A website of the future3 min read . Updated: 07 Feb 2012, 09:24 PM IST
A website of the future
A website of the future
Flipkart.com isn’t the Indian website of 2012. Neither is Snapdeal.com nor are any of the other Internet companies receiving big venture capital money. And the corruption fighter of 2012 isn’t Anna Hazare or Arvind Kejriwal or the comptroller and auditor general of India, Vinod Rai. Rather the website of the year and the corruption fighter of 2012 are one and the same person.
His premise, somewhat similar to WikiLeaks, is to set information free. In the case of Navalny.ru, he questioned how one of Russia’s largest companies, Transneft, had donated $300 million without naming a single charity. Navalny hounded the company asking for a list of non-governmental organizations (NGOs) that the monies supposedly went to. He never received an answer, but his website became a hotbed of corruption complaints.
Given their heavy influence in Russia, Navalny has focused his efforts on state-run companies (or companies with heavy state involvement), and the government. Russians are fed up with corruption and Navalny’s website is finding an ardent following. He now has over 100,000 followers on Twitter. Now take India. We are fed up with corruption. A Lokpal Bill may or may not materialize. Even if it does, it will take time to set up the system. However, a young Indian could start a website tomorrow to expose corruption. Go to any home or any place where such matters are discussed in Delhi or Mumbai and you will hear about how this person or that person has stashed away crores. There are stories about politicians with houses abroad, Swiss bank accounts, fancy cars and a gilded lifestyle.
And the mass of citizens believes these stories as well. But no one offers any proof. Bollywood suffers from the same problem, but there the columnists have come up with a way around offering proof, the blind item. The blind items will say: which Bollywood star, a leading king, was not happy with the recent XYZ awards because he was seated next to his former friend and now mortal enemy or which Bollywood star is carrying on an affair with her famous co-star unknown to the co-star’s wife. The items are usually easy to figure out for anyone who has remotely followed Bollywood.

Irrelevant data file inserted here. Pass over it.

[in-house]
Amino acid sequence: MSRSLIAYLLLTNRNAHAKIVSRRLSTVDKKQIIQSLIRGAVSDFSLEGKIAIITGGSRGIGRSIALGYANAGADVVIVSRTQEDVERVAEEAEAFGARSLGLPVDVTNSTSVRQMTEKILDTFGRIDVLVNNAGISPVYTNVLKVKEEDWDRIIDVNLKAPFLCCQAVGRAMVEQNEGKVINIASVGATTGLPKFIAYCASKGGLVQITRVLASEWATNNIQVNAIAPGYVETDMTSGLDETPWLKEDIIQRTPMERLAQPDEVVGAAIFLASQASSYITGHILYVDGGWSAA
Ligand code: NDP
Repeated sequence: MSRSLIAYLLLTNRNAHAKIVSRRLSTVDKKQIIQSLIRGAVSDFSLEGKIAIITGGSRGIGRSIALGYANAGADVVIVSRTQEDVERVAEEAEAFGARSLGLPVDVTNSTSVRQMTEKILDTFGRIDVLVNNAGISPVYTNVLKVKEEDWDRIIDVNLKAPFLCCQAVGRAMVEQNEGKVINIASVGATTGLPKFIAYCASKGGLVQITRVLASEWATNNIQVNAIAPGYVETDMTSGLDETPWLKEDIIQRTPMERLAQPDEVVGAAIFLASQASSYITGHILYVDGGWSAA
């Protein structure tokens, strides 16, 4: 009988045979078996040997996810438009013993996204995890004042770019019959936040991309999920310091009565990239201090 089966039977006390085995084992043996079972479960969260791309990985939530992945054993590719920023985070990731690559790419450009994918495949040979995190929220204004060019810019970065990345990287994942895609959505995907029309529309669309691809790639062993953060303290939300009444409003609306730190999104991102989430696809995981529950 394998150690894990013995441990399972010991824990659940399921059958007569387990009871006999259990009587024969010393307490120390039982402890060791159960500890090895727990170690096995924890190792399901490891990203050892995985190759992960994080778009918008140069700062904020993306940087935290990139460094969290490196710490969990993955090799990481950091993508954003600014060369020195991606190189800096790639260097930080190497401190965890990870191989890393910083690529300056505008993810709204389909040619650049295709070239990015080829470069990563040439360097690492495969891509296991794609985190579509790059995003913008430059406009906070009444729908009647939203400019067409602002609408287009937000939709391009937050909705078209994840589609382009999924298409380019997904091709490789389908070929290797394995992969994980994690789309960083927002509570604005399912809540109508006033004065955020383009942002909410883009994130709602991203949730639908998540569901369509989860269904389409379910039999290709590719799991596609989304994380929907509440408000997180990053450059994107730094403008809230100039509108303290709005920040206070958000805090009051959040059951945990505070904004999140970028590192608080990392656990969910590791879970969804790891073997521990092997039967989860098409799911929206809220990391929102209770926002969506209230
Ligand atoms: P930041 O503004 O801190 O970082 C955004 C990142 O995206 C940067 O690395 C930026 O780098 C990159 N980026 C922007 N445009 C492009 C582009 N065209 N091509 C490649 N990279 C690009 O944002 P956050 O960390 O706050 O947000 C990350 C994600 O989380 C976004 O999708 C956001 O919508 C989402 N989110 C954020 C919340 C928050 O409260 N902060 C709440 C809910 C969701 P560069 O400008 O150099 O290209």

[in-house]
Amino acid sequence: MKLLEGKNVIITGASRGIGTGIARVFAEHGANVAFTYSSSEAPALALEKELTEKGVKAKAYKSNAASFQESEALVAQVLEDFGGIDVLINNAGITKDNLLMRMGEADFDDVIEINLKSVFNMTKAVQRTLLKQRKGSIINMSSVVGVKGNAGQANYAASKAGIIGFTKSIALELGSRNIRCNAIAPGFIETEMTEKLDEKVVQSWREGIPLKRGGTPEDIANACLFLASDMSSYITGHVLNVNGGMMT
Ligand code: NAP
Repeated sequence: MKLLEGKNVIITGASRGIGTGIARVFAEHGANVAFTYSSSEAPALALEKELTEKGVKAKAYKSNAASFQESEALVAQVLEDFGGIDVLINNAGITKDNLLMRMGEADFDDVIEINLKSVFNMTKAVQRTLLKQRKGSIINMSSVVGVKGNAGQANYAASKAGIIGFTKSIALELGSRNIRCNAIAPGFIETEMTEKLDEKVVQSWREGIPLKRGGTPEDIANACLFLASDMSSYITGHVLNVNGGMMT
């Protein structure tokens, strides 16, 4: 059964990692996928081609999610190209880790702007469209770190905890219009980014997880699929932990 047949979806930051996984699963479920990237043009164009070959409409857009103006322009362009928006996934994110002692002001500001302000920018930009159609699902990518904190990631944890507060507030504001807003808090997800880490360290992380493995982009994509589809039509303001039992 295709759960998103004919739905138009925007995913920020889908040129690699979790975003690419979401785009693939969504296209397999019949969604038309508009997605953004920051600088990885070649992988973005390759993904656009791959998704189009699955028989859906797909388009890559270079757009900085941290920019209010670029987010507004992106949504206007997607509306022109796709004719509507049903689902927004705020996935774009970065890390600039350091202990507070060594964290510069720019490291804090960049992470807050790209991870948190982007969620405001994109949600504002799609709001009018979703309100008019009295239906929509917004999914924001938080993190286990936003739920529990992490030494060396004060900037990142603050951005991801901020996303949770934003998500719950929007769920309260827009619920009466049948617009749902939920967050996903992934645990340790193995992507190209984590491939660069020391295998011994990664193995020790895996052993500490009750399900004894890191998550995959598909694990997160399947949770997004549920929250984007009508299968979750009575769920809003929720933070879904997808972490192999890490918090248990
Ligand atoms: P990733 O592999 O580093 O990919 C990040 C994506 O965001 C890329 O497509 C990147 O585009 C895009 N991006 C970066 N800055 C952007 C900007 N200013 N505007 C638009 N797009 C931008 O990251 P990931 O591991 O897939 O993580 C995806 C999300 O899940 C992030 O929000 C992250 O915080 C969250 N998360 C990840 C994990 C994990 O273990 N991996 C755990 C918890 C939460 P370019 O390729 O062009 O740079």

One could imagine Delhi’s political reporters doing the same thing: which political party chief, a model of probity, has recently bought himself a Range Rover for his house in London which he shares with his European mistress. This is an imagined example, so don’t try to figure it out: I just made it up. But the fact is that we would believe blind items about our politicians as much as we believe them about our Bollywood stars, if not more.
But an entrepreneuring Indian could create a website that documents corruption. How? If members of Parliament are corrupt, if ministers are corrupt, it cannot happen in a vacuum. In Sivaji, Rajinikanth makes a point by saying find me the auditors, accountants, the No. 2s, the people who work for these politicians. He manages to access their benami accounts and divert the monies for good use (Rajinikanth fans, I understand this is a simplified version of a much more complex plot).
It just can’t be that we all believe that politicians have wealth beyond imagination and yet there is no proof. One cannot own a house in Bali or London without having some documentation. There cannot be lakhs, crores and zillions stored away in Switzerland without some proof.
And that proof is Indian website of 2012 will provide. It will move from blind items to seen items, it will give proof, if not actively encourage believers in blind items to find it. But this is not the work for the faint of heart. Such a website will draw howls of protest. The powers that be will try to shut it down. Russia’s Navalny has had many smear campaigns run against him. In the latest one, a photo was shown of him next to an exiled Russian billionaire. Turns out the photo was forged. Navalny has given his wife multiple numbers to call in case he is not heard from. The threats to his life are real.
An Indian doing the same will face no less pressure. There will be threats of legal action and threats to life. It is for that reason that the young Indian who undertakes this will be the 2012 person of the year.
Prashant Agrawal, a principal at a management consultancy, writes on public policy issues in India and internationally.
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